27. Beginning at six years old, a boy who knows to Whom we bless may be given an aliya to the Torah on Shabbat morning, is counted toward the seven `olim and may read his own part. He may be given maftir (YD IV 23). We may offer ordinary transgressors aliyot to the Torah and they can be counted into the required number of `olim (YD II 16).
An e-mail discussion on snacking before mussaf
---- ---- claimed that kiddush is unnecessary before snacking Shabbat morning between shahrit and mussaf. This is not the accepted halakha in most communities except in cases of duress. There have been poskim who maintained that the obligation for day kiddush is only after mussaf, and prior to that the halakha is similar to pre-shahrit. There also have been poskim who permitted "tasting" before daytime kiddush even when the time for kiddush arrived. However, Shulhan Arukh does not posek like either of these views.
Shulhan Arukh's formulation in OH 289:1 makes clear that once the time for kiddush arrived, kiddush is necessary before "tasting". When Shulhan Arukh in OH 286:3 states that a snack is permitted after shahrit before mussaf it is coming to exclude the opinion that prohibits having a snack before mussaf; this is not a kiddush halakha at all (see Bet Yosef). This is the unambiguous interpretation of Shulhan Arukh and p'sak of most of the leading poskim including: Birke Yosef, Mishna Berura, Arukh Hashulhan and Kaf HaHayim. (All on OH 286.)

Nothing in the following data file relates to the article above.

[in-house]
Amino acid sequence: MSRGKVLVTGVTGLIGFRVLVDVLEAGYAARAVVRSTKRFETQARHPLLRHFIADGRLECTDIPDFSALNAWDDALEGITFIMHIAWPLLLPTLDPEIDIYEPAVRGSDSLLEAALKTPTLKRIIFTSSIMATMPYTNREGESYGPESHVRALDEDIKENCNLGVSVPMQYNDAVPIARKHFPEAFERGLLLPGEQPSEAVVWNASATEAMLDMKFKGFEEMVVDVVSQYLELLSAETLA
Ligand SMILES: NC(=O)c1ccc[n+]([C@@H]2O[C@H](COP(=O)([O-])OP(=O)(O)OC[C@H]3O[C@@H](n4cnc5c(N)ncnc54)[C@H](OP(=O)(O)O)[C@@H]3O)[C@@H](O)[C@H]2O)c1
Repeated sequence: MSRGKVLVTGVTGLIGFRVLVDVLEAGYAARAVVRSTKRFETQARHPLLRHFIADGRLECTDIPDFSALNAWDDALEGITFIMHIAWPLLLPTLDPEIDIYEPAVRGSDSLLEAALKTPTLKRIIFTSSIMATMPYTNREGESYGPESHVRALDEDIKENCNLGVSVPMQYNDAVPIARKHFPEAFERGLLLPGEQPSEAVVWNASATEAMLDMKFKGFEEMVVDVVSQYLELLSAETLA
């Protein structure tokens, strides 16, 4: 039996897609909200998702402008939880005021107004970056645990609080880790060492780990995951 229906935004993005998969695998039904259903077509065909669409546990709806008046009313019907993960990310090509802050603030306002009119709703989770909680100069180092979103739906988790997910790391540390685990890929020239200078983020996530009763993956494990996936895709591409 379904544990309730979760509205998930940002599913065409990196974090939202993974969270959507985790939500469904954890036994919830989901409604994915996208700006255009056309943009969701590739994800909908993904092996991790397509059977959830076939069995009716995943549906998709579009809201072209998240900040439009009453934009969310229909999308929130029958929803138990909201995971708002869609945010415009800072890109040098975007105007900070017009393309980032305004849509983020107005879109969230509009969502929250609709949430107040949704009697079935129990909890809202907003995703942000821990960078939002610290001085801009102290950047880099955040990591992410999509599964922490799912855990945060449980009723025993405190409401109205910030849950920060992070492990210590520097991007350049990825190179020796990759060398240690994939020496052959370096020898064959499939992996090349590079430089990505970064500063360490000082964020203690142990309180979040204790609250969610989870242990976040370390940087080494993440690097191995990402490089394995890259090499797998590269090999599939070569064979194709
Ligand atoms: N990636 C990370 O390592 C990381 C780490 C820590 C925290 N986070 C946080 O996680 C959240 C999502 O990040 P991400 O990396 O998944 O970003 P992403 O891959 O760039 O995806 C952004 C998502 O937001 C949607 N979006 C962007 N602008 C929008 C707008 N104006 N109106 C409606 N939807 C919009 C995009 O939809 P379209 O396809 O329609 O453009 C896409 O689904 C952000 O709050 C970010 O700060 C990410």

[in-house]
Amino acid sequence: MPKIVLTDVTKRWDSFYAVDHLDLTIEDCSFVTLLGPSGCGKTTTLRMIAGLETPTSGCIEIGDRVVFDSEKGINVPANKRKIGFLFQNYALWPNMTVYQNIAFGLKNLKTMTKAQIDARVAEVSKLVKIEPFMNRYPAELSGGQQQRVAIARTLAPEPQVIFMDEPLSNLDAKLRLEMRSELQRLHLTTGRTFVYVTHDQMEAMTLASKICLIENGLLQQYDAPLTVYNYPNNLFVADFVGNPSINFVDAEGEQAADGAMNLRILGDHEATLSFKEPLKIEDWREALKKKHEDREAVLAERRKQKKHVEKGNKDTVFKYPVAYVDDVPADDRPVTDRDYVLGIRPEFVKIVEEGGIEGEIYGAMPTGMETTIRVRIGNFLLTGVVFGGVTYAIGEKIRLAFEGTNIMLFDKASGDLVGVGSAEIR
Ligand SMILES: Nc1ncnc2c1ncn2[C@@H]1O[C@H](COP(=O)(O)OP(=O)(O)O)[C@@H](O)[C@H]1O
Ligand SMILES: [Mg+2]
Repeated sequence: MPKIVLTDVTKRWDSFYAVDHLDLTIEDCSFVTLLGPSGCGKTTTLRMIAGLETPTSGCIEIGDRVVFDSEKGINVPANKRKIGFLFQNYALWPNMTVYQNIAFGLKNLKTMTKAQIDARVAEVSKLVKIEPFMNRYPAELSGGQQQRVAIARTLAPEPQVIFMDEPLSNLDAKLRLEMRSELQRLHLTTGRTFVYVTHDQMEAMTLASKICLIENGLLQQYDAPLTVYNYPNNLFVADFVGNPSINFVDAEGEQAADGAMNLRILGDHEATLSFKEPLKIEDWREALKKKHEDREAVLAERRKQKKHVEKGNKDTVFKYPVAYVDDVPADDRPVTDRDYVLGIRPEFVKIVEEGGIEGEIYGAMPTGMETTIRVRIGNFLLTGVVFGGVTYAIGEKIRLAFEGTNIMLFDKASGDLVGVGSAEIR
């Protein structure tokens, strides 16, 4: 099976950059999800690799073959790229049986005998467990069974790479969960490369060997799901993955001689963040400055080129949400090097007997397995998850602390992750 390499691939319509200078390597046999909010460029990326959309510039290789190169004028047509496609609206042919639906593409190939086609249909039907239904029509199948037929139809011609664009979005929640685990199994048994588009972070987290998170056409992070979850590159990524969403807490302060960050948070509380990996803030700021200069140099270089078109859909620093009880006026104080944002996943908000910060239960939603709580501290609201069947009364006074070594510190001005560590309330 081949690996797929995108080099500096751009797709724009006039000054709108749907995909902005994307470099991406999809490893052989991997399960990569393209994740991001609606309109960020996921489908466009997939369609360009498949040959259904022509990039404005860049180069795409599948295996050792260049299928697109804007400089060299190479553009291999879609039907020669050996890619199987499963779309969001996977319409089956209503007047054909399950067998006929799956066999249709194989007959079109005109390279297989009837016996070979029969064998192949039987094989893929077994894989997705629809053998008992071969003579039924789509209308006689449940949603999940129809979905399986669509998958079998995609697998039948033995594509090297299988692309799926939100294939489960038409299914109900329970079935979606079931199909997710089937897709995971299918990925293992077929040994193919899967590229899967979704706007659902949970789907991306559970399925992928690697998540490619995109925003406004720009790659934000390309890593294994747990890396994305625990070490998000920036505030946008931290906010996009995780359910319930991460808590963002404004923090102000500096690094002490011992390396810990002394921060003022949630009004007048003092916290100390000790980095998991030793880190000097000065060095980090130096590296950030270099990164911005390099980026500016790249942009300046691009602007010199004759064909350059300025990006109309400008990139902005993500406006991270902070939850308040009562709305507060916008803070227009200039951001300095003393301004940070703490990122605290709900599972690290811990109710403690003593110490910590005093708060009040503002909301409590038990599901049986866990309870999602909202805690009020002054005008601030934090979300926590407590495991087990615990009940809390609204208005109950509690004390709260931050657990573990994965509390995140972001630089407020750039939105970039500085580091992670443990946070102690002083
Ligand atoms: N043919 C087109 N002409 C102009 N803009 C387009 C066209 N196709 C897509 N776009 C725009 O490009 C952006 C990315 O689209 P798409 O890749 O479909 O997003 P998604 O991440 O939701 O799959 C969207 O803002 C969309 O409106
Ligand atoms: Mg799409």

Further On Kiddush Before Musaf
---- ---- mentioned several poskim through the centuries who held that "a little something" between shahrit & musaf is OK without kiddush as it is not yet time for kiddush. He informs us that Rabbi Obadiah Yosef in Yabia Omer (v. 5 OH 22:2) discusses the topic & cites two additional poskim of this opinion. However, he omitted to say that Rabbi Yosef cites many poskim that kiddush "is" required before snacking after shahrit before musaf, that it is the interpretation of Shulhan Arukh according to the most widely accepted authorities and that it is also Rabbi Obadiah Yosef's own p'sak.